jueves, 22 de mayo de 2008


Este presidente es un chiste
Como parte del bloque Domingo de estreno, Movie City pondrá en pantalla el 25 de mayo a las 22 el film El hombre del año, protagonizada por Robin Williams y Laura Linney. La trama gira en torno a Tom Dobbs, un cómico estadounidense que se lanza a candidato a presidente y, contra todos los pronósticos, gana.

Estrenos en MGM
MGM estrenará el 24 de mayo a las 20 Hockey Mom, una comedia de enredos dirigida por Kari Skogland y protagonizada por Jessalyn Gilsig, Peter Outerbridge, Juliette Marquis, Michie Mee. La historia cuenta la batalla de los sexos en la pista de hockey, entre una mujer ganadora de los Juegos Olímpicos – recién divorciada - y un irascible campeón local.

Homenaje a Michael Curtiz
El 25 de mayo a partir de las 20, Cinecanal Classic emitirá en continuado dos películas del director Michael Curtiz. El primero de los títulos que pondrá en pantalla será White Christmas, un musical protagonizado por Bing Crosby y Danny Kaye, y a continuación We re No Angels, una comedia protagonizada por uno de los íconos del cine, Humphrey Bogart, junto a Peter Ustinov.

5 Vivas!:

Colectivo Anoticiados dijo...

Hola como va te queriamos invitar a vos y a tus lectores (cuando no esten mirando el cable) a nuestro Blog



espero les guste.

Mumina dijo...


Quiero Cinecanal Classic,ya!
Esas eran las pelis que miraba con mi viejo (yaeran viejas,che,cuando yo las vi)

penelope dijo...

jajaja!!! igual que yo, Mumina!

mi viejo ahora mira canal Retro y TCM, de ahi no lo sacas!

Anónimo dijo...

Do you need help in resolving your mortgage problem?
Are you a candidate for a loan modification?
Would you like some help in figuring out if you qualify?


Anónimo dijo...

Large number of similar exposure units. Since insurance operates through pooling resources, the majority of insurance policies are provided for individual members of large classes, allowing insurers to benefit from the law of large numbers in which predicted losses are similar to the actual losses. Exceptions include Lloyd's of London, which is famous for insuring the life or health of actors, sports figures and other famous individuals. However, all exposures will have particular differences, which may lead to different premium rates.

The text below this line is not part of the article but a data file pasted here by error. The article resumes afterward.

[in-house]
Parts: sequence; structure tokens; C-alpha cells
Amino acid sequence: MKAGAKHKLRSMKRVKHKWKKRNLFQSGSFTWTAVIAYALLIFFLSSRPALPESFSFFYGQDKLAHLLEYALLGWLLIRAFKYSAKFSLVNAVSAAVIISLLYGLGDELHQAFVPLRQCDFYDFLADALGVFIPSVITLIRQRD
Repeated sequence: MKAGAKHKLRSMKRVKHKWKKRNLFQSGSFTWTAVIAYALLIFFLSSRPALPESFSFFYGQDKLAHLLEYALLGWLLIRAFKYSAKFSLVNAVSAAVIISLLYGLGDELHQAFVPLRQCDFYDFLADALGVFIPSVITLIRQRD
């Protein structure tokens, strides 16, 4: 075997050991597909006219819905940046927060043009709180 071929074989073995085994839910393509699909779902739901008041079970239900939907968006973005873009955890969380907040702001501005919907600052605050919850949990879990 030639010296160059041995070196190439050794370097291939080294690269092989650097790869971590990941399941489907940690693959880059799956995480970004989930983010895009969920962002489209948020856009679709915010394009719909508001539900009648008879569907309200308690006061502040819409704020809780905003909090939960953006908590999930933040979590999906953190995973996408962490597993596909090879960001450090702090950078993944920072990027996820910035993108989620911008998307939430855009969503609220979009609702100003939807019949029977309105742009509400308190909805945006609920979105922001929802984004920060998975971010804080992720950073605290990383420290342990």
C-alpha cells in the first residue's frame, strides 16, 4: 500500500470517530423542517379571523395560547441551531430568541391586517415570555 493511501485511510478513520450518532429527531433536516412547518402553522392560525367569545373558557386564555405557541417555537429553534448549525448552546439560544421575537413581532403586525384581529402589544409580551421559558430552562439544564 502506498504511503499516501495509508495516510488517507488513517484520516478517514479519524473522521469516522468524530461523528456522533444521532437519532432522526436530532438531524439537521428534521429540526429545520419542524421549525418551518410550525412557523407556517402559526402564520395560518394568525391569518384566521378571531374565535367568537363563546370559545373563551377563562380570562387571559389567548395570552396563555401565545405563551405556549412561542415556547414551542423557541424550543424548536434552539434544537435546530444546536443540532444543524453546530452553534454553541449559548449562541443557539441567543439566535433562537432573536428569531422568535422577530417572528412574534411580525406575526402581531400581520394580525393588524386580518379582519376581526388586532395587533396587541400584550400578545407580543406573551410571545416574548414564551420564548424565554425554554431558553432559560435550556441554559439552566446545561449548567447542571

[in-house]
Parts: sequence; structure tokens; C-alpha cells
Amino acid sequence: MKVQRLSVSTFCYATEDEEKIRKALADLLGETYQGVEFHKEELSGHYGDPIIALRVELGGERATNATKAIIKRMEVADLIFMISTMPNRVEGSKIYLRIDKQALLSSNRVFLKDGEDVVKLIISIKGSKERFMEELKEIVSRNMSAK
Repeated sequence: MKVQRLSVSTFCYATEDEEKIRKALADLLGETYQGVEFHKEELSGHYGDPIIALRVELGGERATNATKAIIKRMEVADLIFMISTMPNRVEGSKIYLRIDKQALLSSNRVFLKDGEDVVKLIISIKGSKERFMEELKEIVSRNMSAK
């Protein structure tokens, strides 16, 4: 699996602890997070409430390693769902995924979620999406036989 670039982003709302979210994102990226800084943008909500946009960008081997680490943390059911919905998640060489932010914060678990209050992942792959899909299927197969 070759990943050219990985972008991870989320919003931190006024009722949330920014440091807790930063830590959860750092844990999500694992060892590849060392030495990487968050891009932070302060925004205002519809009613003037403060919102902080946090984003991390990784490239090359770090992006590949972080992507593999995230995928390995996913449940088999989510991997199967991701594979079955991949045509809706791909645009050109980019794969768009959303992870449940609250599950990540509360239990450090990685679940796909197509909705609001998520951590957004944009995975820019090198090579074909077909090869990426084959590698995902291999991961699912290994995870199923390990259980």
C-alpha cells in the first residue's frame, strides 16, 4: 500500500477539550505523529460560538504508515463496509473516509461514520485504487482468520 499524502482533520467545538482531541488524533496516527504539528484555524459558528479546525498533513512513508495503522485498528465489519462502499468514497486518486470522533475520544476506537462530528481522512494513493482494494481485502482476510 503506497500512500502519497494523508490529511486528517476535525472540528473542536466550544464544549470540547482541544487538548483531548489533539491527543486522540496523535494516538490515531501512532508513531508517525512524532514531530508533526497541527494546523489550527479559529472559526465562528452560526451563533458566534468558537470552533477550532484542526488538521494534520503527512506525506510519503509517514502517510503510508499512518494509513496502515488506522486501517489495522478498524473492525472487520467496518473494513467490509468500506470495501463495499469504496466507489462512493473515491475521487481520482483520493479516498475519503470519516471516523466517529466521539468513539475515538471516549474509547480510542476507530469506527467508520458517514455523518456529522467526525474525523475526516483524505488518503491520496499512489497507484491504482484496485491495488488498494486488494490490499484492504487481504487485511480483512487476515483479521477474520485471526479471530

Definite loss. The loss takes place at a known time, in a known place, and from a known cause. The classic example is death of an insured person on a life insurance policy. Fire, automobile accidents, and worker injuries may all easily meet this criterion. Other types of losses may only be definite in theory. Occupational disease, for instance, may involve prolonged exposure to injurious conditions where no specific time, place or cause is identifiable. Ideally, the time, place and cause of a loss should be clear enough that a reasonable person, with sufficient information, could objectively verify all three elements.
Accidental loss. The event that constitutes the trigger of a claim should be fortuitous, or at least outside the control of the beneficiary of the insurance. The loss should be pure, in the sense that it results from an event for which there is only the opportunity for cost. Events that contain speculative elements, such as ordinary business risks or even purchasing a lottery ticket, are generally not considered insurable.
Large loss. The size of the loss must be meaningful from the perspective of the insured. Insurance premiums need to cover both the expected cost of losses, plus the cost of issuing and administering the policy, adjusting losses, and supplying the capital needed to reasonably assure that the insurer will be able to pay claims. For small losses these latter costs may be several times the size of the expected cost of losses. There is hardly any point in paying such costs unless the protection offered has real value to a buyer.
Affordable premium. If the likelihood of an insured event is so high, or the cost of the event so large, that the resulting premium is large relative to the amount of protection offered, it is not likely that the insurance will be purchased, even if on offer. Further, as the accounting profession formally recognizes in financial accounting standards, the premium cannot be so large that there is not a reasonable chance of a significant loss to the insurer. If there is no such chance of loss, the transaction may have the form of insurance, but not the substance. (See the U.S. Financial Accounting Standards Board standard number 113)
Calculable loss. There are two elements that must be at least estimable, if not formally calculable: the probability of loss, and the attendant cost.

template by suckmylolly.com